Compact and single-minded, Dungeonland is very nearly a masterclass in sharply focused game design. There are two additional things you're going to need to get the best out of this scrappy hack-and-slasher, however. The first, weirdly enough, is a decent gamepad, as Critical Studio has somehow managed to fashion a top-down action RPG that feels cumbersome and imprecise to control with a mouse and keyboard. The second is a couple of friends: you can have a relatively good time bashing faces and looting chests with the game's rudimentary AI companions, but if you plan on getting serious - if you'd like to make it to a boss, for example - you'll need some genuine humans on your team.
With those elements taken care of, Dungeonland is free to explore a simple design brief: Gauntlet with jokes. The jokes - fairly standard riffs on silly old fantasy - aren't particularly good, sadly, but the Gauntletting is often wonderful, and you can experience it from a couple of perspectives. Where do you want to be? Down there in the heat of heroic battle, or up above the fray, as a sadistic dungeon master who calmly shuffles a deck stacked with horrors before playing them, one by one?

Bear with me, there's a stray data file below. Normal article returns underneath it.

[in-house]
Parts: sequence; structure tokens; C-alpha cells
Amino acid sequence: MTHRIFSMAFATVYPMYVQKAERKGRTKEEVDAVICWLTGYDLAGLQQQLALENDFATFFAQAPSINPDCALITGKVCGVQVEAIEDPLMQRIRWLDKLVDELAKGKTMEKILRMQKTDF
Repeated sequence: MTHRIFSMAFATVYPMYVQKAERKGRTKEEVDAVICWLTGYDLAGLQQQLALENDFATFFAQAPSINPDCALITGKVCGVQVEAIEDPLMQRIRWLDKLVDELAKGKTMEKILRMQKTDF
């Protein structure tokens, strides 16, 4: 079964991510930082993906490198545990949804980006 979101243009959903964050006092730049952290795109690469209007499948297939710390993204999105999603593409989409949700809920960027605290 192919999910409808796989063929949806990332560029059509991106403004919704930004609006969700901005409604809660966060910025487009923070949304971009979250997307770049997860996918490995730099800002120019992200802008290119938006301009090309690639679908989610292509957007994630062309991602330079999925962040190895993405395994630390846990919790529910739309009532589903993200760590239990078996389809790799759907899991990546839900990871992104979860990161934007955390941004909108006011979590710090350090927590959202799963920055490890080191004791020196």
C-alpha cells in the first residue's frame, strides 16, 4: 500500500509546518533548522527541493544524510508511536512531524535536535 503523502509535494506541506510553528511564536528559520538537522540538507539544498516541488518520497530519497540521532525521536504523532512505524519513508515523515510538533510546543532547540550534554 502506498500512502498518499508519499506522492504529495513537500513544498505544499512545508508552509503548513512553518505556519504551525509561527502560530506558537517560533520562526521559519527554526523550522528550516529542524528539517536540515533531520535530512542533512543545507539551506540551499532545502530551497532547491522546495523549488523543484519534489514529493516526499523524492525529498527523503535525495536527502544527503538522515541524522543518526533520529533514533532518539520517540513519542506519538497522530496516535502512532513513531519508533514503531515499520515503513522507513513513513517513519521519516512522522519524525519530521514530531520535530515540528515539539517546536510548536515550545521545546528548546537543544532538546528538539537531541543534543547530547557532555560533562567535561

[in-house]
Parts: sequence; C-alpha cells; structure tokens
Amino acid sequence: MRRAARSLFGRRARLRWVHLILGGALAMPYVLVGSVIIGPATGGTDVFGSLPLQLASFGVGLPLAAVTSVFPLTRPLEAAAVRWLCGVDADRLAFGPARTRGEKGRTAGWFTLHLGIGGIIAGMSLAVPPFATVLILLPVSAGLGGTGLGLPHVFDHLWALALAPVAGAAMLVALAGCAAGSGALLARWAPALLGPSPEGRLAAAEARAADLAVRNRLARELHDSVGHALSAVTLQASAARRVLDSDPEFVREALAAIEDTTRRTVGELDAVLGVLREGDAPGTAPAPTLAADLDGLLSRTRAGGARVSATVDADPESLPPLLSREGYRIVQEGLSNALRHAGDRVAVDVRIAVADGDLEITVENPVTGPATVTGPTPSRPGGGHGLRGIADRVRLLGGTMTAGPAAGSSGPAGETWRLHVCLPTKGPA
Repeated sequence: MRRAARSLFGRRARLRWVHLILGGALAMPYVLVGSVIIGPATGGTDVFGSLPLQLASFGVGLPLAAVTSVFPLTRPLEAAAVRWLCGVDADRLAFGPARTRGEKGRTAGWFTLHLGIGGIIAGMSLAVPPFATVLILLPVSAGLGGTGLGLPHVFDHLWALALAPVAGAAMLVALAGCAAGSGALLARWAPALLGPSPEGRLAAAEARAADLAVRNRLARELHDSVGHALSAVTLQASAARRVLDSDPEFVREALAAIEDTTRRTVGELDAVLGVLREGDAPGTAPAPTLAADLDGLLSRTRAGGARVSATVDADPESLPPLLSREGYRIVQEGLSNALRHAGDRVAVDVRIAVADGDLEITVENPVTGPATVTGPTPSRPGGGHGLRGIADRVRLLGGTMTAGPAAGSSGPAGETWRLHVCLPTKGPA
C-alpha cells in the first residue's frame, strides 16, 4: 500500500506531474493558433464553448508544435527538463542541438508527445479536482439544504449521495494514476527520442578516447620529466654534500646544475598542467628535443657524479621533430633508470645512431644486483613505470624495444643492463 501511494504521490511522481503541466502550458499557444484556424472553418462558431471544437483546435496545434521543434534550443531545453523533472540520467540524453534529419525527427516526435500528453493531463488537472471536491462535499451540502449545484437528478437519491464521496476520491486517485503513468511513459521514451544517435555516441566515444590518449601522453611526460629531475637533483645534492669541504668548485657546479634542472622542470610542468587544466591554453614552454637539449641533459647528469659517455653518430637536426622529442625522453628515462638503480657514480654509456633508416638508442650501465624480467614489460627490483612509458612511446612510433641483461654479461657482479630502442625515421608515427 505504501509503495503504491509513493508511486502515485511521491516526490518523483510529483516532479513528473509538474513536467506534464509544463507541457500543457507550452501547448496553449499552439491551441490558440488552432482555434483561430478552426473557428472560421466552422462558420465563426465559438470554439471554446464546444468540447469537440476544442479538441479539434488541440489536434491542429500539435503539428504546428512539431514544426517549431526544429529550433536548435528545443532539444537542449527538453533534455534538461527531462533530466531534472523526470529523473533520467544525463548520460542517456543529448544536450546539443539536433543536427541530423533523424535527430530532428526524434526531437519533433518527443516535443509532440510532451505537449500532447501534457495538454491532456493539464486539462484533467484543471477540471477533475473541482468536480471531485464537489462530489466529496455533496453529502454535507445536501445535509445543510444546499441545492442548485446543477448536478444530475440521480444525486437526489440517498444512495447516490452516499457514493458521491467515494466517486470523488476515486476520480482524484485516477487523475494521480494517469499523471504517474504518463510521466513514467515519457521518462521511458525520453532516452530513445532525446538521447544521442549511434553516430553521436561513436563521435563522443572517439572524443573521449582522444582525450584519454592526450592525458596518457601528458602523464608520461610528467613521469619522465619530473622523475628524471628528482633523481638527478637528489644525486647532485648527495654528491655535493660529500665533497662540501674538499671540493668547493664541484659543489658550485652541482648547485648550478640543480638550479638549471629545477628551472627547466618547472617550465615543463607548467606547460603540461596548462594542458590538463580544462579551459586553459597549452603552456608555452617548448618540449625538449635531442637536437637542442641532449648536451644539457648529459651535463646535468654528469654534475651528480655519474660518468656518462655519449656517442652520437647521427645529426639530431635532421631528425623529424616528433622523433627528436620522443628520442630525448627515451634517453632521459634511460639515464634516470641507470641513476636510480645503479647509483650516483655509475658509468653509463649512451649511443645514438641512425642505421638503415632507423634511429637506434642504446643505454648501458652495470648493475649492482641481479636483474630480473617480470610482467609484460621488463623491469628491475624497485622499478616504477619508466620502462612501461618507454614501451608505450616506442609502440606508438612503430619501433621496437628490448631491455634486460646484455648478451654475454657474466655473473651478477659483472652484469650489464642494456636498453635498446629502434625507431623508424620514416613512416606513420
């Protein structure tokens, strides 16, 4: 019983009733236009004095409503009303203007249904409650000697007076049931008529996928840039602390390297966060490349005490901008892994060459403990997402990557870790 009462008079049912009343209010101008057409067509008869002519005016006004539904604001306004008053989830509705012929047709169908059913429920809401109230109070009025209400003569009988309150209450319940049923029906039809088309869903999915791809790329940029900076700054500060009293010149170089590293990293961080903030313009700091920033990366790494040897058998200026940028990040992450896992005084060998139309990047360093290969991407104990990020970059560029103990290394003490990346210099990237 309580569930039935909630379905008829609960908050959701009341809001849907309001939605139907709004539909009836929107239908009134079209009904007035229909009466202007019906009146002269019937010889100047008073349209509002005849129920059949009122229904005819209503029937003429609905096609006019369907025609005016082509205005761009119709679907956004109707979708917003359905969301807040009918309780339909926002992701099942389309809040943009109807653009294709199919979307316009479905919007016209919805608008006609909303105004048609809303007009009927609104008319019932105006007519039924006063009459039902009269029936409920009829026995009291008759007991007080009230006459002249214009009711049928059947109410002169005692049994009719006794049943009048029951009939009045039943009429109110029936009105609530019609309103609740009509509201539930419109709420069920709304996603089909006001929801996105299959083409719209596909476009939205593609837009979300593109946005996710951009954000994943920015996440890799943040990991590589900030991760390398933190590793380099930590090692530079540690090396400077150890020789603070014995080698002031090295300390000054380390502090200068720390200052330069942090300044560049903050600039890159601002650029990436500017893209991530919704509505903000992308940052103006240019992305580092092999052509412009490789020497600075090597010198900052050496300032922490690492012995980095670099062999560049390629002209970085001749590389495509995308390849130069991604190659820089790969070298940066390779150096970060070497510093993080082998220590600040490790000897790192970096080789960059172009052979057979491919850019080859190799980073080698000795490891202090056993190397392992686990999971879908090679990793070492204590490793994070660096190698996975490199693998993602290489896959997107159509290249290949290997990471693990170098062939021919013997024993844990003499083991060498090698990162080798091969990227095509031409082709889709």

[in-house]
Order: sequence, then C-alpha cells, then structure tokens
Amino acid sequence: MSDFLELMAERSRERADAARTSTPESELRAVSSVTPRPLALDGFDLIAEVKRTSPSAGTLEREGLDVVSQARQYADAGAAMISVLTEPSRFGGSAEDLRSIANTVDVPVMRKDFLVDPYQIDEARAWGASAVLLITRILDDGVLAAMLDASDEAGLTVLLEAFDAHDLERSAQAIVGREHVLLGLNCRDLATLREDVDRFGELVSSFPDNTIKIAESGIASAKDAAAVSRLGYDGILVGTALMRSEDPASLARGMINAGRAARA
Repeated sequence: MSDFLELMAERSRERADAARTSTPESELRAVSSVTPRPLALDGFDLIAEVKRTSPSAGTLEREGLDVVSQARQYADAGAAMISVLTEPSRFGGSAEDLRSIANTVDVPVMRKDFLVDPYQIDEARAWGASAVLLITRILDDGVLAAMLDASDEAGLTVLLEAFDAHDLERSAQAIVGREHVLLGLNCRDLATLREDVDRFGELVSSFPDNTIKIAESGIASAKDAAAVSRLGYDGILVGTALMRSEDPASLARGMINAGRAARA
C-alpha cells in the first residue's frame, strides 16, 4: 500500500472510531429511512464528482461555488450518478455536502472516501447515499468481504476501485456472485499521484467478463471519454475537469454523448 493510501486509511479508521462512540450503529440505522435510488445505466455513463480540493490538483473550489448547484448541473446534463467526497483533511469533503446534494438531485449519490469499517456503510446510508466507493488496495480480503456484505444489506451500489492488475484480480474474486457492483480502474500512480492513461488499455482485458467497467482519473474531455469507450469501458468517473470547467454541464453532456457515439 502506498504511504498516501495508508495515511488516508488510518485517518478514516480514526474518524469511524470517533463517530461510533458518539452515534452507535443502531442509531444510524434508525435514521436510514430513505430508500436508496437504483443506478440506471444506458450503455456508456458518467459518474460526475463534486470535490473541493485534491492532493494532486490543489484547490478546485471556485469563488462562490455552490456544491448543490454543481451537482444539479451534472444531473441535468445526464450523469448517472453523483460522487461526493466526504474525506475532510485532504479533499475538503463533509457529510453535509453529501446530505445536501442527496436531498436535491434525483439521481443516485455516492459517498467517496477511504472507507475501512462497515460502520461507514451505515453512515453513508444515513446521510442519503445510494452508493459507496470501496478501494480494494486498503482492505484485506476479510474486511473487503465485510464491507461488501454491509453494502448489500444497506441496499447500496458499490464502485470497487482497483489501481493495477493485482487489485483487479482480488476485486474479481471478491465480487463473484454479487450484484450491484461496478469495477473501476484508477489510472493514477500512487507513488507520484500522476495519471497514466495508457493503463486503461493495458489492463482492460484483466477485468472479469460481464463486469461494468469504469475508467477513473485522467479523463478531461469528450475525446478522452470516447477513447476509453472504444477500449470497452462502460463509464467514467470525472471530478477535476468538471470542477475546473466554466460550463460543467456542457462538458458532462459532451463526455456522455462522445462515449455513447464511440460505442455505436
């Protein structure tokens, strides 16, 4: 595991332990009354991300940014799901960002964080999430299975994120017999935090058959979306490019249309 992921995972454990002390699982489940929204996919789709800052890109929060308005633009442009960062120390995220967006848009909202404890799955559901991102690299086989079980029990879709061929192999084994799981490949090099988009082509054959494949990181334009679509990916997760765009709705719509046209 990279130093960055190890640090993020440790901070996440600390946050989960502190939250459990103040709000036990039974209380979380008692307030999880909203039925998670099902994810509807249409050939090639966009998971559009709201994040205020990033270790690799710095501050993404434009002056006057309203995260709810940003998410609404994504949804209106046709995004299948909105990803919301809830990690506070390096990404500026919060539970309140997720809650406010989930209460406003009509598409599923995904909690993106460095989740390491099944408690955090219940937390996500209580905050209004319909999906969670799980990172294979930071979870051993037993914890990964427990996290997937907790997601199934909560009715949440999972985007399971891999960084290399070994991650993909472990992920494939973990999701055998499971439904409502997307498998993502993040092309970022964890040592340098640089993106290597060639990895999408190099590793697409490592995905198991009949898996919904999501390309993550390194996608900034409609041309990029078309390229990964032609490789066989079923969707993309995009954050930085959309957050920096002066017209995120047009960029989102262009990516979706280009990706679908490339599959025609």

Either way, the game's gloriously chaotic. In the standard adventure mode, you pick a character from a tight little trio composed of mage, rogue and warrior, and together with two allies - real or AI-driven - proceed to race through various clutter-riddled battlefields, smashing up everything you come across. The game's aesthetic blends together standard D&D clichés with amusement park trappings, and the three mini-campaigns currently available offer a decent range of rickety villages and golden savannahs mixed in with gift shops, food courts, giant many-sided dice, and even the odd animatronic teacup.